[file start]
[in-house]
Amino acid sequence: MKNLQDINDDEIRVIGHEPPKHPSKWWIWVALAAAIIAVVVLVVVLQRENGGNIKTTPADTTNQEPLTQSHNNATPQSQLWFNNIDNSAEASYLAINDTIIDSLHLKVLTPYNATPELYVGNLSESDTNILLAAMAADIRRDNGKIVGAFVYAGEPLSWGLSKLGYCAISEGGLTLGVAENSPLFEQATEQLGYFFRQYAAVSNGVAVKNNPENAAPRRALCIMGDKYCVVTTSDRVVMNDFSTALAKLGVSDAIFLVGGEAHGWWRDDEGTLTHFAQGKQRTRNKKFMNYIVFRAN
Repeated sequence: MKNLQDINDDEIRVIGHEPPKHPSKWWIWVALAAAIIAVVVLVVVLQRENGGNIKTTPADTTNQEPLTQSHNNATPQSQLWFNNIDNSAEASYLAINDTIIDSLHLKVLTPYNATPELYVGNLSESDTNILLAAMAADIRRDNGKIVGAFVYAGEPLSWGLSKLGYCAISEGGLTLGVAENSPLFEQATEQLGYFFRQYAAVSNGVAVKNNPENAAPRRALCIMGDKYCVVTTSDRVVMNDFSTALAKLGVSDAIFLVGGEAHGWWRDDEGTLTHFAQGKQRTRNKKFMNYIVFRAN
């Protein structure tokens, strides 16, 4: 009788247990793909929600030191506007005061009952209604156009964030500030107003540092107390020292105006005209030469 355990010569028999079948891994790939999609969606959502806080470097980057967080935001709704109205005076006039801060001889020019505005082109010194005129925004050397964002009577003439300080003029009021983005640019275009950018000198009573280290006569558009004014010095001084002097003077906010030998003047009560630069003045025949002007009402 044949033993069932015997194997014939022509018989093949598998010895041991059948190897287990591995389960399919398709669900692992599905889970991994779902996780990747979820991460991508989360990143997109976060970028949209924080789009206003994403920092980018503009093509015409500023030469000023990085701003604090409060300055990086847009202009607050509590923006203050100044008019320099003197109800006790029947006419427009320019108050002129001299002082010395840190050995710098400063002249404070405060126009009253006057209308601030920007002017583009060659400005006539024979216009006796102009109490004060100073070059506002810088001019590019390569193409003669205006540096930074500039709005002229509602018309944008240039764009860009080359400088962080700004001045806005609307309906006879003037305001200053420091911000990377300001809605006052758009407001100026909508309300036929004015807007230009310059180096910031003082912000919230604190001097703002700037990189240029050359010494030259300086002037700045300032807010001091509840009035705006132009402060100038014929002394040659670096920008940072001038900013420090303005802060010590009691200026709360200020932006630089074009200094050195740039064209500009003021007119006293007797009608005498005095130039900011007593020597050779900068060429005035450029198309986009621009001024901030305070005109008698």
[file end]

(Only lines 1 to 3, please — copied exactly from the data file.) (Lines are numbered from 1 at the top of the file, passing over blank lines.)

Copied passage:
[in-house]
Amino acid sequence: MKNLQDINDDEIRVIGHEPPKHPSKWWIWVALAAAIIAVVVLVVVLQRENGGNIKTTPADTTNQEPLTQSHNNATPQSQLWFNNIDNSAEASYLAINDTIIDSLHLKVLTPYNATPELYVGNLSESDTNILLAAMAADIRRDNGKIVGAFVYAGEPLSWGLSKLGYCAISEGGLTLGVAENSPLFEQATEQLGYFFRQYAAVSNGVAVKNNPENAAPRRALCIMGDKYCVVTTSDRVVMNDFSTALAKLGVSDAIFLVGGEAHGWWRDDEGTLTHFAQGKQRTRNKKFMNYIVFRAN
Repeated sequence: MKNLQDINDDEIRVIGHEPPKHPSKWWIWVALAAAIIAVVVLVVVLQRENGGNIKTTPADTTNQEPLTQSHNNATPQSQLWFNNIDNSAEASYLAINDTIIDSLHLKVLTPYNATPELYVGNLSESDTNILLAAMAADIRRDNGKIVGAFVYAGEPLSWGLSKLGYCAISEGGLTLGVAENSPLFEQATEQLGYFFRQYAAVSNGVAVKNNPENAAPRRALCIMGDKYCVVTTSDRVVMNDFSTALAKLGVSDAIFLVGGEAHGWWRDDEGTLTHFAQGKQRTRNKKFMNYIVFRAN